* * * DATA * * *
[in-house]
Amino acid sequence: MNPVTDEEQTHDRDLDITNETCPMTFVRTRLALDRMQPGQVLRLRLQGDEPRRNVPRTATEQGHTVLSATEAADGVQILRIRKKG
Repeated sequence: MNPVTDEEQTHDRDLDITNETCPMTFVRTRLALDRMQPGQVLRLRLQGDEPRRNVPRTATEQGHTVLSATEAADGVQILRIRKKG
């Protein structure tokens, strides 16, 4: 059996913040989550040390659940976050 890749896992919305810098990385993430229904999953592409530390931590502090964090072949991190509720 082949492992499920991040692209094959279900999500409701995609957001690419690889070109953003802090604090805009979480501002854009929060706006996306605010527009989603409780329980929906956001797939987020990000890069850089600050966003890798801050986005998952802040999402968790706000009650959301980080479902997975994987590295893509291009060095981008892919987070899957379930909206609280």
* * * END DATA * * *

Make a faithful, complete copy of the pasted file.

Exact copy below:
[in-house]
Amino acid sequence: MNPVTDEEQTHDRDLDITNETCPMTFVRTRLALDRMQPGQVLRLRLQGDEPRRNVPRTATEQGHTVLSATEAADGVQILRIRKKG
Repeated sequence: MNPVTDEEQTHDRDLDITNETCPMTFVRTRLALDRMQPGQVLRLRLQGDEPRRNVPRTATEQGHTVLSATEAADGVQILRIRKKG
């Protein structure tokens, strides 16, 4: 059996913040989550040390659940976050 890749896992919305810098990385993430229904999953592409530390931590502090964090072949991190509720 082949492992499920991040692209094959279900999500409701995609957001690419690889070109953003802090604090805009979480501002854009929060706006996306605010527009989603409780329980929906956001797939987020990000890069850089600050966003890798801050986005998952802040999402968790706000009650959301980080479902997975994987590295893509291009060095981008892919987070899957379930909206609280």